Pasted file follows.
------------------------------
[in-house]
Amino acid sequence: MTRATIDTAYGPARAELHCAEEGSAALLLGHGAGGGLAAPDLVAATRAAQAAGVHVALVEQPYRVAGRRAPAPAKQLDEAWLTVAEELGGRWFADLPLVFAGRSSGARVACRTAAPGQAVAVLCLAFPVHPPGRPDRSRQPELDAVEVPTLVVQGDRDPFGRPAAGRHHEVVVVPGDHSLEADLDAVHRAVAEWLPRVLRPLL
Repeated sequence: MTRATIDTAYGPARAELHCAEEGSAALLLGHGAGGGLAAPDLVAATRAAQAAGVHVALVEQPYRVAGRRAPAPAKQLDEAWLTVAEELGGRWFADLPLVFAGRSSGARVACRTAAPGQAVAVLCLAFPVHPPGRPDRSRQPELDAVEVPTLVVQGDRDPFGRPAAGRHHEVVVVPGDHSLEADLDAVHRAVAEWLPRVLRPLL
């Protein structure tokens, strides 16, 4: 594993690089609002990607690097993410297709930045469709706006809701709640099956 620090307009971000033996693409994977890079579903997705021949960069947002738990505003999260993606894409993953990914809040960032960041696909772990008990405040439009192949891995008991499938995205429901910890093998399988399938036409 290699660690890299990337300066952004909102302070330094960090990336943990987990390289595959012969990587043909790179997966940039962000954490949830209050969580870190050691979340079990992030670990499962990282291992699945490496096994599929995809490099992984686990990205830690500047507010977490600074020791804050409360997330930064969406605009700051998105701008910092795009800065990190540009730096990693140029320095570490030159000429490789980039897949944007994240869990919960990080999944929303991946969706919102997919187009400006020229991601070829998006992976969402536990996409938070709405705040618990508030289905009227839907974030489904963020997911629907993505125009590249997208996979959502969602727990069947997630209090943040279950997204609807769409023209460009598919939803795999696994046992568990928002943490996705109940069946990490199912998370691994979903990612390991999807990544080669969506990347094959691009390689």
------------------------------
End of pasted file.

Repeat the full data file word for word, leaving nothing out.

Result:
[in-house]
Amino acid sequence: MTRATIDTAYGPARAELHCAEEGSAALLLGHGAGGGLAAPDLVAATRAAQAAGVHVALVEQPYRVAGRRAPAPAKQLDEAWLTVAEELGGRWFADLPLVFAGRSSGARVACRTAAPGQAVAVLCLAFPVHPPGRPDRSRQPELDAVEVPTLVVQGDRDPFGRPAAGRHHEVVVVPGDHSLEADLDAVHRAVAEWLPRVLRPLL
Repeated sequence: MTRATIDTAYGPARAELHCAEEGSAALLLGHGAGGGLAAPDLVAATRAAQAAGVHVALVEQPYRVAGRRAPAPAKQLDEAWLTVAEELGGRWFADLPLVFAGRSSGARVACRTAAPGQAVAVLCLAFPVHPPGRPDRSRQPELDAVEVPTLVVQGDRDPFGRPAAGRHHEVVVVPGDHSLEADLDAVHRAVAEWLPRVLRPLL
């Protein structure tokens, strides 16, 4: 594993690089609002990607690097993410297709930045469709706006809701709640099956 620090307009971000033996693409994977890079579903997705021949960069947002738990505003999260993606894409993953990914809040960032960041696909772990008990405040439009192949891995008991499938995205429901910890093998399988399938036409 290699660690890299990337300066952004909102302070330094960090990336943990987990390289595959012969990587043909790179997966940039962000954490949830209050969580870190050691979340079990992030670990499962990282291992699945490496096994599929995809490099992984686990990205830690500047507010977490600074020791804050409360997330930064969406605009700051998105701008910092795009800065990190540009730096990693140029320095570490030159000429490789980039897949944007994240869990919960990080999944929303991946969706919102997919187009400006020229991601070829998006992976969402536990996409938070709405705040618990508030289905009227839907974030489904963020997911629907993505125009590249997208996979959502969602727990069947997630209090943040279950997204609807769409023209460009598919939803795999696994046992568990928002943490996705109940069946990490199912998370691994979903990612390991999807990544080669969506990347094959691009390689």